There are many reasons to admire the octopus, including its ability to instantly pop up tiny protrusions of various shapes from its skin to match the texture of its background. This technique, combined with other camouflage tricks such as changing its color, allow an octopus to blend into to almost anything—even boats.
Those protrusions, called dermal papillae, were the bio-inspiration behind a new elastic material that can morph into various shapes, and could provide a shape-shifting surface for soft robots.
Researchers from Cornell University in New York and the Marine Biological Laboratory in Massachusetts decided to build a material based on muscle groups that control papillae along the surface of an octopus tentacle. The material consists of a fiber mesh that simulates an octopus’s erector muscles, which contract to squeeze a protrusion into shape. They embedded that mesh in concentric rings within a rubber skin, which mimics an octopus’s connective tissue.
Using a compressed air cylinder, they inflated the rubber skin much like one might blow up a balloon. The fiber mesh held parts of the rubber in place while others expanded out. The team found that, with the right number and spacing of rings, they could form the skin into shapes that resembled a rock and an aloe plant.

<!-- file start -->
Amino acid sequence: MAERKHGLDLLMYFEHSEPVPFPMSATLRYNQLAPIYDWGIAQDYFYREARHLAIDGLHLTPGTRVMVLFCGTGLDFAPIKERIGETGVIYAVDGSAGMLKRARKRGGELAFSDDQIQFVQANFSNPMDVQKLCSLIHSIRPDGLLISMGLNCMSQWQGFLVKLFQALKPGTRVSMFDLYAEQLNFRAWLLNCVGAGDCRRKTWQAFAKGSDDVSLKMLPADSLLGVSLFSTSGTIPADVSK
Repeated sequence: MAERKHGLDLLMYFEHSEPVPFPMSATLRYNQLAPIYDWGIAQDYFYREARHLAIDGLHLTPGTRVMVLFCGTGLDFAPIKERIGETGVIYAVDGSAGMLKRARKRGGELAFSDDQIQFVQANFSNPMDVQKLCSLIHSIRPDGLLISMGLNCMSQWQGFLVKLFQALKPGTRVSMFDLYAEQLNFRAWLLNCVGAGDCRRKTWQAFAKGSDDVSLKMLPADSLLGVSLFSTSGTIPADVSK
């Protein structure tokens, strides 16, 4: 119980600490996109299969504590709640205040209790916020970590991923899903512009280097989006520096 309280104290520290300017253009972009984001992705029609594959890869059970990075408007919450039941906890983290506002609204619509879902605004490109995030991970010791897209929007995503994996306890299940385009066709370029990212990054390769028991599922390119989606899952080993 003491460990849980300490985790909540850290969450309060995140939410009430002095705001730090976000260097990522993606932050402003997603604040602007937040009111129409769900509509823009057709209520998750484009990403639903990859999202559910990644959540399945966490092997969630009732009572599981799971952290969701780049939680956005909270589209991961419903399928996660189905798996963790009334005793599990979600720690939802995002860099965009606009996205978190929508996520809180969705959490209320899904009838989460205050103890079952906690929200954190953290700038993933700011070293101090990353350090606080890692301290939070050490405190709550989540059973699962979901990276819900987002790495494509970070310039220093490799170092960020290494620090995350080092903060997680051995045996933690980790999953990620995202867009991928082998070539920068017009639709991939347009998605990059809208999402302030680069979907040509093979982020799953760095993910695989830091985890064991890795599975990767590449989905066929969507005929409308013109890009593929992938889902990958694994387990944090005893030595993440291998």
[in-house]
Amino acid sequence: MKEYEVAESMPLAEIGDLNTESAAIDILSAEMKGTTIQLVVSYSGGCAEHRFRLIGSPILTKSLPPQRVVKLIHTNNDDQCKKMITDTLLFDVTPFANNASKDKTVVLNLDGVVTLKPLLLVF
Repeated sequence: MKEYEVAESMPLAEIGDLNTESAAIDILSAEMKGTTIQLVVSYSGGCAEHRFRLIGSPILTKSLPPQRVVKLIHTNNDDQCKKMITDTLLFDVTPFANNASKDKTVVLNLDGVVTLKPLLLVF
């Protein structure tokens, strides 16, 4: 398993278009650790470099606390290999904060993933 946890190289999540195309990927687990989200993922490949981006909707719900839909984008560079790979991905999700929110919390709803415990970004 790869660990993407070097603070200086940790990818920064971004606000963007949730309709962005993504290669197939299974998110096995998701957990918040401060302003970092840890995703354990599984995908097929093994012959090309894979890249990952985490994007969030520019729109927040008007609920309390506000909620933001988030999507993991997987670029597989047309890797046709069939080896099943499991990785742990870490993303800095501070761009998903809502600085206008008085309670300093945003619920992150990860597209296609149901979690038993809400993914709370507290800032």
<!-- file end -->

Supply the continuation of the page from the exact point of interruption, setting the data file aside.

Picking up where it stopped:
Robert Shepherd, a co-author and assistant professor at Cornell University, says the material could be reformed hundreds of thousands of times without degrading. He and his collaborators recently described their research, funded by the U.S. Army and Air Force, in the journal Science.
Shepherd thinks their morphable skin could be applied to furniture, or used to create immersive virtual reality experiences in which participants can feel their surroundings. He also says it could someday be worn by robots—maybe even robots that look and move like an octopus.
The model that his group created is limited by the elasticity of the rubber itself, which can only stretch so far, and the fact that they can’t change the arrangement of the fiber rings once they’re enmeshed in rubber. Each model can therefore only adopt one shape, rather than continuously morph like an octopus’s papillae. But Shephard has ideas for how to make that possible, and to enable the material to change color as well.